Welcome to Faith Line Protestants 101! This is a short overview of everything you need to know about navigating and following Faith Line Protestants. We launched on January 13, 2011 and were featured on the Washington Post’s On Faith blog the same day, broaching this conversation on the involvement of Evangelical Christians in interfaith work.
But before you dive in to the conversation, familiarize yourself with the vocabulary and background on which our blog relies. See our “pages” (a menu of pages is at the top of each page and in a list on our homepage) for background on topics like:
The Faith Line – a term coined by Eboo Patel, founder and President of the Interfaith Youth Core. In the spirit of W.E.B. DuBois and with insight on one of the difficult social issues of our time, Patel writes in his book, Acts of Faith, that the faith line divides out society between those who believe in the possibility of cooperation and those who feel that difference must be settled with ignorance and violence.
Pluralism – we recognize the danger of theological pluralism, a concept inconsistent with the Christian tradition and the teachings of the Bible. When we discuss pluralism, we refer to sociological pluralism: the vision for positive cooperation in the midst of religious difference.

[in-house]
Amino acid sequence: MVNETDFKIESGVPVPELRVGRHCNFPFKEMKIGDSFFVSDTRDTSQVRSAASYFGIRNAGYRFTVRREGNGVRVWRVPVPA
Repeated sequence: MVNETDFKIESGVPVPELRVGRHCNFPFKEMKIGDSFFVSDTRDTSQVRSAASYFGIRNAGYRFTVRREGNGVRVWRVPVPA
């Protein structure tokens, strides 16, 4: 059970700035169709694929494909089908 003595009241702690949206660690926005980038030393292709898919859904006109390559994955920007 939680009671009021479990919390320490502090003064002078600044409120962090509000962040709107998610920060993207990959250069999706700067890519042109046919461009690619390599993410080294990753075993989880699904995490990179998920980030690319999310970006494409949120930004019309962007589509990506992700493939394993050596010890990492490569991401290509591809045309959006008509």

Evangelism – a central and irremovable concept in most Christian traditions that calls for telling others about the core concepts of the Christian faith, which presents every individual with a choice to accept them as truth or reject them as fiction. There often seems a tension between evangelism and interfaith cooperation, which keeps many Evangelicals out of interfaith activities.
The Faith Line Protestant – A new term that describes the authors: Evangelical Christians who have found their faith impacted by interaction with people of other faiths and seek to live out their faith with awareness of the religious diversity that exists in our world and how that relates to evangelism.
What We Believe – in a religiously diverse world, it is essential to clarify theological assumptions. Christianity both relies on immovable theological principles and exhibits disagreement, diversity, and even controversy in the concepts that expand upon these principles. Our theology page elucidates the theology that is considered essential to Christian beliefs. If you are a reader from another faith or philosophical tradition, use this page as a resource for understanding Christianity better.
Authors – Cameron Nations and Gregory Damhorst are students at the University of Illinois at Urbana-Champaign. They are Evangelical Christians and interfaith leaders. Faith Line Protestants is both a description of these authors and the title of this blog, which is motived by their experiences in interfaith work.